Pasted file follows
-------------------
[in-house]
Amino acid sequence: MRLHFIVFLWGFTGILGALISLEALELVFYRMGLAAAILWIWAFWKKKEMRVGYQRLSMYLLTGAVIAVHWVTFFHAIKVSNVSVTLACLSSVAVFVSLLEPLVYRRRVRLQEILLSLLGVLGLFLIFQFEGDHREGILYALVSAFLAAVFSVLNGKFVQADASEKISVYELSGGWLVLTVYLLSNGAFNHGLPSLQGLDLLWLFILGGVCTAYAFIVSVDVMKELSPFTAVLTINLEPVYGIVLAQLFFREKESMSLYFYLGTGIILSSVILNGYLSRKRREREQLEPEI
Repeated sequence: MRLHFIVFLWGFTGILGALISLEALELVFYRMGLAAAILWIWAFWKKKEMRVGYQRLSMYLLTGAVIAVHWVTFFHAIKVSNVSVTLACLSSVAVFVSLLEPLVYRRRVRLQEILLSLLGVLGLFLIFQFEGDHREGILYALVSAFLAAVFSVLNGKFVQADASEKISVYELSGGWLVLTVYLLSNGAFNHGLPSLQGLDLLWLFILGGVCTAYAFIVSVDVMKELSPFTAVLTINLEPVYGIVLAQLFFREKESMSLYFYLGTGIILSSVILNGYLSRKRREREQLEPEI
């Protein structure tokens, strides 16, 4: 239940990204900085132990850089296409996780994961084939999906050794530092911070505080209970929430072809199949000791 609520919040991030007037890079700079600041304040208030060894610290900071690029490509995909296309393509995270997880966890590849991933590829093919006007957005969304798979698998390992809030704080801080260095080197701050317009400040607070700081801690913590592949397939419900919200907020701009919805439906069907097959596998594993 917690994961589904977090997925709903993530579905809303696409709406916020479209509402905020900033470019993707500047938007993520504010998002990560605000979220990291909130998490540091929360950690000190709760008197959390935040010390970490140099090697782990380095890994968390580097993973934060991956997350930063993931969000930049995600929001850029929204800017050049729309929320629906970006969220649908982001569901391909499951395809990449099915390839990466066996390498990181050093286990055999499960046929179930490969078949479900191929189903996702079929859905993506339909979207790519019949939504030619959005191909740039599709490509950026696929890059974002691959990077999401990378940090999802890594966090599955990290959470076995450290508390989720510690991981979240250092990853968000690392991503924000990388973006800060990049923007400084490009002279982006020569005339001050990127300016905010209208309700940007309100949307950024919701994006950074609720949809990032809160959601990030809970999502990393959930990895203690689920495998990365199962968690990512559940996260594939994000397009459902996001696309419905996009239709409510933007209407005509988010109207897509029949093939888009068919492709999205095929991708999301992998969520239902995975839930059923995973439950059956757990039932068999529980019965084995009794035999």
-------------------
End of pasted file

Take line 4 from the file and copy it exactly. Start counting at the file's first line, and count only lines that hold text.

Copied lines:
């Protein structure tokens, strides 16, 4: 239940990204900085132990850089296409996780994961084939999906050794530092911070505080209970929430072809199949000791 609520919040991030007037890079700079600041304040208030060894610290900071690029490509995909296309393509995270997880966890590849991933590829093919006007957005969304798979698998390992809030704080801080260095080197701050317009400040607070700081801690913590592949397939419900919200907020701009919805439906069907097959596998594993 917690994961589904977090997925709903993530579905809303696409709406916020479209509402905020900033470019993707500047938007993520504010998002990560605000979220990291909130998490540091929360950690000190709760008197959390935040010390970490140099090697782990380095890994968390580097993973934060991956997350930063993931969000930049995600929001850029929204800017050049729309929320629906970006969220649908982001569901391909499951395809990449099915390839990466066996390498990181050093286990055999499960046929179930490969078949479900191929189903996702079929859905993506339909979207790519019949939504030619959005191909740039599709490509950026696929890059974002691959990077999401990378940090999802890594966090599955990290959470076995450290508390989720510690991981979240250092990853968000690392991503924000990388973006800060990049923007400084490009002279982006020569005339001050990127300016905010209208309700940007309100949307950024919701994006950074609720949809990032809160959601990030809970999502990393959930990895203690689920495998990365199962968690990512559940996260594939994000397009459902996001696309419905996009239709409510933007209407005509988010109207897509029949093939888009068919492709999205095929991708999301992998969520239902995975839930059923995973439950059956757990039932068999529980019965084995009794035999």